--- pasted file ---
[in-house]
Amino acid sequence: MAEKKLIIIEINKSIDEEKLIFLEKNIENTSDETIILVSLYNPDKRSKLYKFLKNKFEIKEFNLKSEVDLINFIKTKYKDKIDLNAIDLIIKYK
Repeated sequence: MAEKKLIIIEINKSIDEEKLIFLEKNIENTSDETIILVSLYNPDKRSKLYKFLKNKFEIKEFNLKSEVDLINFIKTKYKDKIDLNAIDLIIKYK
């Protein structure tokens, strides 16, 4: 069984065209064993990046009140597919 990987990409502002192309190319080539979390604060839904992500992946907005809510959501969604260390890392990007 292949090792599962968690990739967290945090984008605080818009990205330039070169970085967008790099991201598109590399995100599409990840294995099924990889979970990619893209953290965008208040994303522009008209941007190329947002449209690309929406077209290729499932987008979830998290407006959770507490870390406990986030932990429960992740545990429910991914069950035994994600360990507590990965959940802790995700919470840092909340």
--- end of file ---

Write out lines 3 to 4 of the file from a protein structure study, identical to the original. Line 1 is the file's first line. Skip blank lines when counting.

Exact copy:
Repeated sequence: MAEKKLIIIEINKSIDEEKLIFLEKNIENTSDETIILVSLYNPDKRSKLYKFLKNKFEIKEFNLKSEVDLINFIKTKYKDKIDLNAIDLIIKYK
């Protein structure tokens, strides 16, 4: 069984065209064993990046009140597919 990987990409502002192309190319080539979390604060839904992500992946907005809510959501969604260390890392990007 292949090792599962968690990739967290945090984008605080818009990205330039070169970085967008790099991201598109590399995100599409990840294995099924990889979970990619893209953290965008208040994303522009008209941007190329947002449209690309929406077209290729499932987008979830998290407006959770507490870390406990986030932990429960992740545990429910991914069950035994994600360990507590990965959940802790995700919470840092909340």